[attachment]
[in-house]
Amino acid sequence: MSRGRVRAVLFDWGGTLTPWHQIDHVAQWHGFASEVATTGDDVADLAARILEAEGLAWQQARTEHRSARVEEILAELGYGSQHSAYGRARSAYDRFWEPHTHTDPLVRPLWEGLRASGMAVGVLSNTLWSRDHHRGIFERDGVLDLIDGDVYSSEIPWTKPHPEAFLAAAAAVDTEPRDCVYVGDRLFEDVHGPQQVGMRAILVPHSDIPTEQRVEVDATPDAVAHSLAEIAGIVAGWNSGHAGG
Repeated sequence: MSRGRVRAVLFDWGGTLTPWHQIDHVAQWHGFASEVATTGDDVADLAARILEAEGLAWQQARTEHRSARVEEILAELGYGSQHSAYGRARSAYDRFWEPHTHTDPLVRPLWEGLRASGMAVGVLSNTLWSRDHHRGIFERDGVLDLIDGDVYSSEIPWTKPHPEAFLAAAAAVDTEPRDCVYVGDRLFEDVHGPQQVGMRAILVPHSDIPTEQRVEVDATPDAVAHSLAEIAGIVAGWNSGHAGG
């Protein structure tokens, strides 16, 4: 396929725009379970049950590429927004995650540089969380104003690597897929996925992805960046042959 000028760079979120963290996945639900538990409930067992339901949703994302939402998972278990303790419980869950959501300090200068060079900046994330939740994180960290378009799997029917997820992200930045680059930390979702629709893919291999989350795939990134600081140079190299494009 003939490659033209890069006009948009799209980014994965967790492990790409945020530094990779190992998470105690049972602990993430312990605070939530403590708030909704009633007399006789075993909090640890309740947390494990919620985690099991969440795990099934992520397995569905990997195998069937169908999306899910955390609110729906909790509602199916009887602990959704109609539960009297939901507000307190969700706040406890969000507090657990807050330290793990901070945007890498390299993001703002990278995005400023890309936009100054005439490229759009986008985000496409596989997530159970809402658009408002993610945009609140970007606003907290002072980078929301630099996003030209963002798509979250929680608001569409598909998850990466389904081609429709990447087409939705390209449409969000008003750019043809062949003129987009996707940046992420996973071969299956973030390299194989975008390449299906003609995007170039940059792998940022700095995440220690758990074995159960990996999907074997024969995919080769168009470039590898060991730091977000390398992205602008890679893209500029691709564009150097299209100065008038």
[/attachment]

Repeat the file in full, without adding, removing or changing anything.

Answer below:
[in-house]
Amino acid sequence: MSRGRVRAVLFDWGGTLTPWHQIDHVAQWHGFASEVATTGDDVADLAARILEAEGLAWQQARTEHRSARVEEILAELGYGSQHSAYGRARSAYDRFWEPHTHTDPLVRPLWEGLRASGMAVGVLSNTLWSRDHHRGIFERDGVLDLIDGDVYSSEIPWTKPHPEAFLAAAAAVDTEPRDCVYVGDRLFEDVHGPQQVGMRAILVPHSDIPTEQRVEVDATPDAVAHSLAEIAGIVAGWNSGHAGG
Repeated sequence: MSRGRVRAVLFDWGGTLTPWHQIDHVAQWHGFASEVATTGDDVADLAARILEAEGLAWQQARTEHRSARVEEILAELGYGSQHSAYGRARSAYDRFWEPHTHTDPLVRPLWEGLRASGMAVGVLSNTLWSRDHHRGIFERDGVLDLIDGDVYSSEIPWTKPHPEAFLAAAAAVDTEPRDCVYVGDRLFEDVHGPQQVGMRAILVPHSDIPTEQRVEVDATPDAVAHSLAEIAGIVAGWNSGHAGG
């Protein structure tokens, strides 16, 4: 396929725009379970049950590429927004995650540089969380104003690597897929996925992805960046042959 000028760079979120963290996945639900538990409930067992339901949703994302939402998972278990303790419980869950959501300090200068060079900046994330939740994180960290378009799997029917997820992200930045680059930390979702629709893919291999989350795939990134600081140079190299494009 003939490659033209890069006009948009799209980014994965967790492990790409945020530094990779190992998470105690049972602990993430312990605070939530403590708030909704009633007399006789075993909090640890309740947390494990919620985690099991969440795990099934992520397995569905990997195998069937169908999306899910955390609110729906909790509602199916009887602990959704109609539960009297939901507000307190969700706040406890969000507090657990807050330290793990901070945007890498390299993001703002990278995005400023890309936009100054005439490229759009986008985000496409596989997530159970809402658009408002993610945009609140970007606003907290002072980078929301630099996003030209963002798509979250929680608001569409598909998850990466389904081609429709990447087409939705390209449409969000008003750019043809062949003129987009996707940046992420996973071969299956973030390299194989975008390449299906003609995007170039940059792998940022700095995440220690758990074995159960990996999907074997024969995919080769168009470039590898060991730091977000390398992205602008890679893209500029691709564009150097299209100065008038």